By the time I hit my late twenties, I had gulped down enough of the music industry to get a feel for what I liked and what I didn’t. I realized there were aspects of the business that conflicted with my own personal values.

Values. You don’t hear a lot of people talking about personal values when it comes to success or the music industry. Perfect—we can get right into it.

See, your values have such a powerful influence over your life. And what you need to do as someone who aspires to be, do, or have something is make sure your values are in alignment with your goals.

Chuck Greene, manager of the Justice League producer supergroup and contributor to my book, Don’t Make Beats Like Me, told me the story of a producer he worked with. Chuck was working with the producer, and things were popping off. He was landing placements, flying around the country to hit studio sessions with artists—things were moving beautifully. Then that producer starts slowing down. Beats were coming in less often. Opportunities were being turned down.

Chuck catches up with the producer and asks, “What’s good?” The producer tells him that he didn’t envision his life that way, that he gets the most joy out of waking up and making breakfast for his son, that being out all night working and flying around the country just wasn’t doing it for him. He was prepared to sacrifice his future in production to keep close to his family.


He recognized that his value system was in conflict with the work he would have to do to sustain success as a producer. And you have to congratulate a person who can look inward and come to a conclusion like that instead of making themselves miserable.

Similarly, I realized I had little patience for the “wild west,” “anything goes” nature of the music industry. I’m a very structured person. I like being on time, working in an office, having meetings; I like processes, data, order, rules.

So I made a shift to better align with my values. I realized that I could exist in a place that had the traditional structure of business but still maintain a close proximity to the industry I loved.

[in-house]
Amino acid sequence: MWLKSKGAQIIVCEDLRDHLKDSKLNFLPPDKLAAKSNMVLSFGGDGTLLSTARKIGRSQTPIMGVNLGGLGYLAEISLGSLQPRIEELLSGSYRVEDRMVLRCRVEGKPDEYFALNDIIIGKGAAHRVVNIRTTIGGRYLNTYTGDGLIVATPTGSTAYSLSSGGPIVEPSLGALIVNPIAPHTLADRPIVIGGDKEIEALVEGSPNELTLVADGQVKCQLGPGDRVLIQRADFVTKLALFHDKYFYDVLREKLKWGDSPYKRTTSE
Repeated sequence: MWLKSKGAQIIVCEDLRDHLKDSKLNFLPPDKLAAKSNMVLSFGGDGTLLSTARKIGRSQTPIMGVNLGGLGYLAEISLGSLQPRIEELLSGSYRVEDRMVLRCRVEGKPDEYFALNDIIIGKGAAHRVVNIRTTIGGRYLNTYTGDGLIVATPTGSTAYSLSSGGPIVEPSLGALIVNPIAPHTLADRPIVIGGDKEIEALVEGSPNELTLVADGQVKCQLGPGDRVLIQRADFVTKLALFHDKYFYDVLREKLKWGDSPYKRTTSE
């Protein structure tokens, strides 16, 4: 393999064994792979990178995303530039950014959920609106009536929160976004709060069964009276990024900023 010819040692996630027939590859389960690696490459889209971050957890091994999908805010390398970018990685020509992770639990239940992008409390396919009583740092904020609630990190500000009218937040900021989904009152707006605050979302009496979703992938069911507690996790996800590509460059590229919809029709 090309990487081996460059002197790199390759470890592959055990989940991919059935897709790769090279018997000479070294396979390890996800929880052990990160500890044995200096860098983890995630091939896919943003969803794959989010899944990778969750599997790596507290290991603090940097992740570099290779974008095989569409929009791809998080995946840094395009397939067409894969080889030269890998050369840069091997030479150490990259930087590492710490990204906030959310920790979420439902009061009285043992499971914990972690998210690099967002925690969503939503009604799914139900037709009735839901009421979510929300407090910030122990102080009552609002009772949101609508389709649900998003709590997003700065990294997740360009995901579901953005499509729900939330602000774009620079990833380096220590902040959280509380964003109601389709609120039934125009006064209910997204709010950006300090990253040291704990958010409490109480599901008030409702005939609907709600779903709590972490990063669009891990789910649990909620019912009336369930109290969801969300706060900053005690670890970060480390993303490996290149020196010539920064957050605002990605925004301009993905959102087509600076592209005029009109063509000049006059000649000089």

I had to align my values and goals or else I was going to be miserable.

I write all of this to say: what are your values, and do they conflict with your goals? 

  • Do you value being an introvert? That conflicts w/ being a performing artist or musician.
  • Do you value comfort and stability? That conflicts with the uncertainty of the music industry.
  • Do you value flying under the radar and going uncritiqued? That highly conflicts publishing art to the world.
  • Do you value family time; being at time at home curled up with your loved ones? That conflicts w/ reaching the upper levels of success as a producer, manager, musician, etc.
  • Do you value making lots of money? Being a creative type (artist, producer, songwriter) may conflict (let’s hope not) with making lots of money, or you could stay broke for years until you pop.

Are you hoping to create a reality that conflicts with your values? Whether you’re a producer, beatmaker, sculptor, writer, etc.—could you be in complete conflict with your own pursuits?

Make sure your values and goals are in alignment. If you don’t, you’ll be the captain of a rowboat with one oar that spins continuously in circles. 

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